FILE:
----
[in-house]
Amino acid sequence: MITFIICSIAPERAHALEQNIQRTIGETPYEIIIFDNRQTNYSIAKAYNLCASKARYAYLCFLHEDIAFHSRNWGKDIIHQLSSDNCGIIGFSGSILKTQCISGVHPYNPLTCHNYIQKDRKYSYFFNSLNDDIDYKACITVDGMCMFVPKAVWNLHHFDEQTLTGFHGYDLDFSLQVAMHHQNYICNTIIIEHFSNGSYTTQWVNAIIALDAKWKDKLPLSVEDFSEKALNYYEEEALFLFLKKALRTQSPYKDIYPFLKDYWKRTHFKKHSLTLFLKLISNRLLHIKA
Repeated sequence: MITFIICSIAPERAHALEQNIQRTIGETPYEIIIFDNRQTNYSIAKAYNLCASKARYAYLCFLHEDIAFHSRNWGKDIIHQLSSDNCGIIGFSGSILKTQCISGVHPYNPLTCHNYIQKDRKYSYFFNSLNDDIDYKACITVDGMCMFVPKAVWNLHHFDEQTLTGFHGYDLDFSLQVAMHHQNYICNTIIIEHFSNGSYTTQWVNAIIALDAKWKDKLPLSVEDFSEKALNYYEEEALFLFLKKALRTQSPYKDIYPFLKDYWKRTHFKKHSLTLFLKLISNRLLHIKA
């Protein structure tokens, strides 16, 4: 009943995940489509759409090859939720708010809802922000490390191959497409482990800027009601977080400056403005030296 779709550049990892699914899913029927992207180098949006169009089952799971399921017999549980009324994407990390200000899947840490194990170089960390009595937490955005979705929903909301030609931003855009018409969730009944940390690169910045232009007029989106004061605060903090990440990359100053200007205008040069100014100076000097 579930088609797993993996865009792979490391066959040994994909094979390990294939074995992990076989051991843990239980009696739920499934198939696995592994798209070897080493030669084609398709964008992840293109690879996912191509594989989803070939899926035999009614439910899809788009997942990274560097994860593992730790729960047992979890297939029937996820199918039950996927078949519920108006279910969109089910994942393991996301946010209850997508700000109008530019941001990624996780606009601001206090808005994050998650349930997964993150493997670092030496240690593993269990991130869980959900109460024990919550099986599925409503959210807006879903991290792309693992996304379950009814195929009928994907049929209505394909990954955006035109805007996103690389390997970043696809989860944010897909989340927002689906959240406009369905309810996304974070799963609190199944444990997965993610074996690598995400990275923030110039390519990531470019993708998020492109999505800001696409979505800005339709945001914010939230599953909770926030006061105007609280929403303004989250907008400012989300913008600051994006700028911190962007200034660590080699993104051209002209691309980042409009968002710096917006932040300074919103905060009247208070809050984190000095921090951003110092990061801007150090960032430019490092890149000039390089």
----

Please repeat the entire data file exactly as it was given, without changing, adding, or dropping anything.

[in-house]
Amino acid sequence: MITFIICSIAPERAHALEQNIQRTIGETPYEIIIFDNRQTNYSIAKAYNLCASKARYAYLCFLHEDIAFHSRNWGKDIIHQLSSDNCGIIGFSGSILKTQCISGVHPYNPLTCHNYIQKDRKYSYFFNSLNDDIDYKACITVDGMCMFVPKAVWNLHHFDEQTLTGFHGYDLDFSLQVAMHHQNYICNTIIIEHFSNGSYTTQWVNAIIALDAKWKDKLPLSVEDFSEKALNYYEEEALFLFLKKALRTQSPYKDIYPFLKDYWKRTHFKKHSLTLFLKLISNRLLHIKA
Repeated sequence: MITFIICSIAPERAHALEQNIQRTIGETPYEIIIFDNRQTNYSIAKAYNLCASKARYAYLCFLHEDIAFHSRNWGKDIIHQLSSDNCGIIGFSGSILKTQCISGVHPYNPLTCHNYIQKDRKYSYFFNSLNDDIDYKACITVDGMCMFVPKAVWNLHHFDEQTLTGFHGYDLDFSLQVAMHHQNYICNTIIIEHFSNGSYTTQWVNAIIALDAKWKDKLPLSVEDFSEKALNYYEEEALFLFLKKALRTQSPYKDIYPFLKDYWKRTHFKKHSLTLFLKLISNRLLHIKA
């Protein structure tokens, strides 16, 4: 009943995940489509759409090859939720708010809802922000490390191959497409482990800027009601977080400056403005030296 779709550049990892699914899913029927992207180098949006169009089952799971399921017999549980009324994407990390200000899947840490194990170089960390009595937490955005979705929903909301030609931003855009018409969730009944940390690169910045232009007029989106004061605060903090990440990359100053200007205008040069100014100076000097 579930088609797993993996865009792979490391066959040994994909094979390990294939074995992990076989051991843990239980009696739920499934198939696995592994798209070897080493030669084609398709964008992840293109690879996912191509594989989803070939899926035999009614439910899809788009997942990274560097994860593992730790729960047992979890297939029937996820199918039950996927078949519920108006279910969109089910994942393991996301946010209850997508700000109008530019941001990624996780606009601001206090808005994050998650349930997964993150493997670092030496240690593993269990991130869980959900109460024990919550099986599925409503959210807006879903991290792309693992996304379950009814195929009928994907049929209505394909990954955006035109805007996103690389390997970043696809989860944010897909989340927002689906959240406009369905309810996304974070799963609190199944444990997965993610074996690598995400990275923030110039390519990531470019993708998020492109999505800001696409979505800005339709945001914010939230599953909770926030006061105007609280929403303004989250907008400012989300913008600051994006700028911190962007200034660590080699993104051209002209691309980042409009968002710096917006932040300074919103905060009247208070809050984190000095921090951003110092990061801007150090960032430019490092890149000039390089």